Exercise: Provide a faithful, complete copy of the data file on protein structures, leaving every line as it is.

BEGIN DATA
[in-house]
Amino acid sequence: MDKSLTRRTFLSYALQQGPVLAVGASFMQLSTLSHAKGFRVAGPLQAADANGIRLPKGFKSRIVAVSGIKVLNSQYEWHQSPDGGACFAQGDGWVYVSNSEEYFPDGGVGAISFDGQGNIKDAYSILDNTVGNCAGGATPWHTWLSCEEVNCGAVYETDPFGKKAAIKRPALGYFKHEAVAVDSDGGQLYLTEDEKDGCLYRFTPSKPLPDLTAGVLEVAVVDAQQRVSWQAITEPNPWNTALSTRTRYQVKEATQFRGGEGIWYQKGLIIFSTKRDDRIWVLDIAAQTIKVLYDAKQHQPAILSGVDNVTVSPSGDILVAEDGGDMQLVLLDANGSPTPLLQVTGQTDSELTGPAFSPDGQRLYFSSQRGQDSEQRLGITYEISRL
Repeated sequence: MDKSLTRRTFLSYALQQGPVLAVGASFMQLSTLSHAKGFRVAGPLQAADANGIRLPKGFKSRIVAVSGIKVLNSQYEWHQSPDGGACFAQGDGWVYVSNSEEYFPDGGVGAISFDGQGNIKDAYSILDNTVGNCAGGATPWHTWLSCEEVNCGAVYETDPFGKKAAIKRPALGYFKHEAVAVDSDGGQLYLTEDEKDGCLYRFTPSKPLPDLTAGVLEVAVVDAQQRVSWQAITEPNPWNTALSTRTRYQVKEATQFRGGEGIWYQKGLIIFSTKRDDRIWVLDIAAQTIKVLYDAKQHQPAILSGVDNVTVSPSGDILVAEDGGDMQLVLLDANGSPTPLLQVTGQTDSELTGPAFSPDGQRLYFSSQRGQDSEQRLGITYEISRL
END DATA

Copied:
[in-house]
Amino acid sequence: MDKSLTRRTFLSYALQQGPVLAVGASFMQLSTLSHAKGFRVAGPLQAADANGIRLPKGFKSRIVAVSGIKVLNSQYEWHQSPDGGACFAQGDGWVYVSNSEEYFPDGGVGAISFDGQGNIKDAYSILDNTVGNCAGGATPWHTWLSCEEVNCGAVYETDPFGKKAAIKRPALGYFKHEAVAVDSDGGQLYLTEDEKDGCLYRFTPSKPLPDLTAGVLEVAVVDAQQRVSWQAITEPNPWNTALSTRTRYQVKEATQFRGGEGIWYQKGLIIFSTKRDDRIWVLDIAAQTIKVLYDAKQHQPAILSGVDNVTVSPSGDILVAEDGGDMQLVLLDANGSPTPLLQVTGQTDSELTGPAFSPDGQRLYFSSQRGQDSEQRLGITYEISRL
Repeated sequence: MDKSLTRRTFLSYALQQGPVLAVGASFMQLSTLSHAKGFRVAGPLQAADANGIRLPKGFKSRIVAVSGIKVLNSQYEWHQSPDGGACFAQGDGWVYVSNSEEYFPDGGVGAISFDGQGNIKDAYSILDNTVGNCAGGATPWHTWLSCEEVNCGAVYETDPFGKKAAIKRPALGYFKHEAVAVDSDGGQLYLTEDEKDGCLYRFTPSKPLPDLTAGVLEVAVVDAQQRVSWQAITEPNPWNTALSTRTRYQVKEATQFRGGEGIWYQKGLIIFSTKRDDRIWVLDIAAQTIKVLYDAKQHQPAILSGVDNVTVSPSGDILVAEDGGDMQLVLLDANGSPTPLLQVTGQTDSELTGPAFSPDGQRLYFSSQRGQDSEQRLGITYEISRL